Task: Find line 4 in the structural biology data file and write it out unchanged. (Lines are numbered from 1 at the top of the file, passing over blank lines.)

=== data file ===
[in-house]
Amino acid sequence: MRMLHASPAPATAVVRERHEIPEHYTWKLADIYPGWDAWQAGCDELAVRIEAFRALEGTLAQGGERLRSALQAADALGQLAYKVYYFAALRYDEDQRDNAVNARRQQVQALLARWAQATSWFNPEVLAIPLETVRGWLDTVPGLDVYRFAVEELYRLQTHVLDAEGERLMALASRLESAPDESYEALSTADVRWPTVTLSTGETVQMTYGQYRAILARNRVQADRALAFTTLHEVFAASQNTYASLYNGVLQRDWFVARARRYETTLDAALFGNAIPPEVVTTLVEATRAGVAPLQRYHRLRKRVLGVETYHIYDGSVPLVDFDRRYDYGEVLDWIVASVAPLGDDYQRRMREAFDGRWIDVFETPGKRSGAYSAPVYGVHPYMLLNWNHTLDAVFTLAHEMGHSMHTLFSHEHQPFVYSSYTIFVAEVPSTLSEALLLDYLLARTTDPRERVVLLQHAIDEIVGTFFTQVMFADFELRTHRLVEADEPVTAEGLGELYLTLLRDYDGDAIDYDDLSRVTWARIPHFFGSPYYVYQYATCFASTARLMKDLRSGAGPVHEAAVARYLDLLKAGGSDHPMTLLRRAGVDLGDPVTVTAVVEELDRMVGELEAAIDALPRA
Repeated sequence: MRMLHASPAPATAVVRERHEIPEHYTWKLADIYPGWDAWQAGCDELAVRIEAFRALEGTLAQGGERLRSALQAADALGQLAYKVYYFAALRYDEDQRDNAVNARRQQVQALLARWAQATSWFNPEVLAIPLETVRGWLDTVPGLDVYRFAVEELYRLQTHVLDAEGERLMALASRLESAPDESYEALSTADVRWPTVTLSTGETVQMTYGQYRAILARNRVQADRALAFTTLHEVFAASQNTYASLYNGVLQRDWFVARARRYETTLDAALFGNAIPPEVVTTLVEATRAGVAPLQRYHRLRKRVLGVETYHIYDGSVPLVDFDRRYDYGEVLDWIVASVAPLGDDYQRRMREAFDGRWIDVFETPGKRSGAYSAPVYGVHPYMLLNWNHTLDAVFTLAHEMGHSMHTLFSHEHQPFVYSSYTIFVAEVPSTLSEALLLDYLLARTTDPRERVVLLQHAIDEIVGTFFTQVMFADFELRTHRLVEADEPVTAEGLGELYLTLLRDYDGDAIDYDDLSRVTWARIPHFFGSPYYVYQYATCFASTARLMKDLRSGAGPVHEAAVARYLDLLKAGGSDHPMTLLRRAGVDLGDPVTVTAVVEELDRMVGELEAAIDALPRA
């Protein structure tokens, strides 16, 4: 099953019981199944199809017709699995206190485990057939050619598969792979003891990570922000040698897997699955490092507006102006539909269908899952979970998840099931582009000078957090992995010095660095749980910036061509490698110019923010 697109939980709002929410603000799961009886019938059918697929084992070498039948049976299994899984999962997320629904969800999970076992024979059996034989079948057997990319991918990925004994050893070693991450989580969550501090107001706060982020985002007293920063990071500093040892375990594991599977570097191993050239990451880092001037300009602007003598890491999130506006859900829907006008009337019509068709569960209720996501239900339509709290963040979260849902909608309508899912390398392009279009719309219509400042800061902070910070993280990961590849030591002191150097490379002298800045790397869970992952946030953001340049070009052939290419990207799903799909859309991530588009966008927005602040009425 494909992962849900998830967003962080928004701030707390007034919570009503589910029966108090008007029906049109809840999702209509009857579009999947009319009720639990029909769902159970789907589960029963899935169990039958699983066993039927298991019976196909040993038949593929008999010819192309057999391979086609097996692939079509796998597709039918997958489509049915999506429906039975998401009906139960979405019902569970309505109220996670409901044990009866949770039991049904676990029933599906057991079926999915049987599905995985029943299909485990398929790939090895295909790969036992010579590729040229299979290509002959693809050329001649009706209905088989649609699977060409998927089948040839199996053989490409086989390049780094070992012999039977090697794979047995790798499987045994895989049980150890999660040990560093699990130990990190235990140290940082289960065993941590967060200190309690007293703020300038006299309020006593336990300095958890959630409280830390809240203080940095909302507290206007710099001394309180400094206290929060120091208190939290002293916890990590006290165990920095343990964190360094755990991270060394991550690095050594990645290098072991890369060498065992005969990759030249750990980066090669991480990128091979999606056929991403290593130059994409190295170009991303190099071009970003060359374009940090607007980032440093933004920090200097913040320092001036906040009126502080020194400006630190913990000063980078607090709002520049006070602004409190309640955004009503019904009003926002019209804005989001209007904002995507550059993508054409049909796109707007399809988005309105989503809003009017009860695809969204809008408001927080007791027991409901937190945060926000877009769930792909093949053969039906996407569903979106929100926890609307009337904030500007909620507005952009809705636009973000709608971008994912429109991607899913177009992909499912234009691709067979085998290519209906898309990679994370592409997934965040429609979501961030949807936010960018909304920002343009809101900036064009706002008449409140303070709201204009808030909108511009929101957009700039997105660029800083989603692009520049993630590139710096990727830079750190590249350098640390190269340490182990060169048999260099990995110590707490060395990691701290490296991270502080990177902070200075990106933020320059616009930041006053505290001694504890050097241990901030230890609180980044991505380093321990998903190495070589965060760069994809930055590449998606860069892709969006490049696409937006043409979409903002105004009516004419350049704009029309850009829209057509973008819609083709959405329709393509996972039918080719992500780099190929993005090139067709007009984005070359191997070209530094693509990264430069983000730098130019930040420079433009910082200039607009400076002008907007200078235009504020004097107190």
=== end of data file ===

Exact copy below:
């Protein structure tokens, strides 16, 4: 099953019981199944199809017709699995206190485990057939050619598969792979003891990570922000040698897997699955490092507006102006539909269908899952979970998840099931582009000078957090992995010095660095749980910036061509490698110019923010 697109939980709002929410603000799961009886019938059918697929084992070498039948049976299994899984999962997320629904969800999970076992024979059996034989079948057997990319991918990925004994050893070693991450989580969550501090107001706060982020985002007293920063990071500093040892375990594991599977570097191993050239990451880092001037300009602007003598890491999130506006859900829907006008009337019509068709569960209720996501239900339509709290963040979260849902909608309508899912390398392009279009719309219509400042800061902070910070993280990961590849030591002191150097490379002298800045790397869970992952946030953001340049070009052939290419990207799903799909859309991530588009966008927005602040009425 494909992962849900998830967003962080928004701030707390007034919570009503589910029966108090008007029906049109809840999702209509009857579009999947009319009720639990029909769902159970789907589960029963899935169990039958699983066993039927298991019976196909040993038949593929008999010819192309057999391979086609097996692939079509796998597709039918997958489509049915999506429906039975998401009906139960979405019902569970309505109220996670409901044990009866949770039991049904676990029933599906057991079926999915049987599905995985029943299909485990398929790939090895295909790969036992010579590729040229299979290509002959693809050329001649009706209905088989649609699977060409998927089948040839199996053989490409086989390049780094070992012999039977090697794979047995790798499987045994895989049980150890999660040990560093699990130990990190235990140290940082289960065993941590967060200190309690007293703020300038006299309020006593336990300095958890959630409280830390809240203080940095909302507290206007710099001394309180400094206290929060120091208190939290002293916890990590006290165990920095343990964190360094755990991270060394991550690095050594990645290098072991890369060498065992005969990759030249750990980066090669991480990128091979999606056929991403290593130059994409190295170009991303190099071009970003060359374009940090607007980032440093933004920090200097913040320092001036906040009126502080020194400006630190913990000063980078607090709002520049006070602004409190309640955004009503019904009003926002019209804005989001209007904002995507550059993508054409049909796109707007399809988005309105989503809003009017009860695809969204809008408001927080007791027991409901937190945060926000877009769930792909093949053969039906996407569903979106929100926890609307009337904030500007909620507005952009809705636009973000709608971008994912429109991607899913177009992909499912234009691709067979085998290519209906898309990679994370592409997934965040429609979501961030949807936010960018909304920002343009809101900036064009706002008449409140303070709201204009808030909108511009929101957009700039997105660029800083989603692009520049993630590139710096990727830079750190590249350098640390190269340490182990060169048999260099990995110590707490060395990691701290490296991270502080990177902070200075990106933020320059616009930041006053505290001694504890050097241990901030230890609180980044991505380093321990998903190495070589965060760069994809930055590449998606860069892709969006490049696409937006043409979409903002105004009516004419350049704009029309850009829209057509973008819609083709959405329709393509996972039918080719992500780099190929993005090139067709007009984005070359191997070209530094693509990264430069983000730098130019930040420079433009910082200039607009400076002008907007200078235009504020004097107190």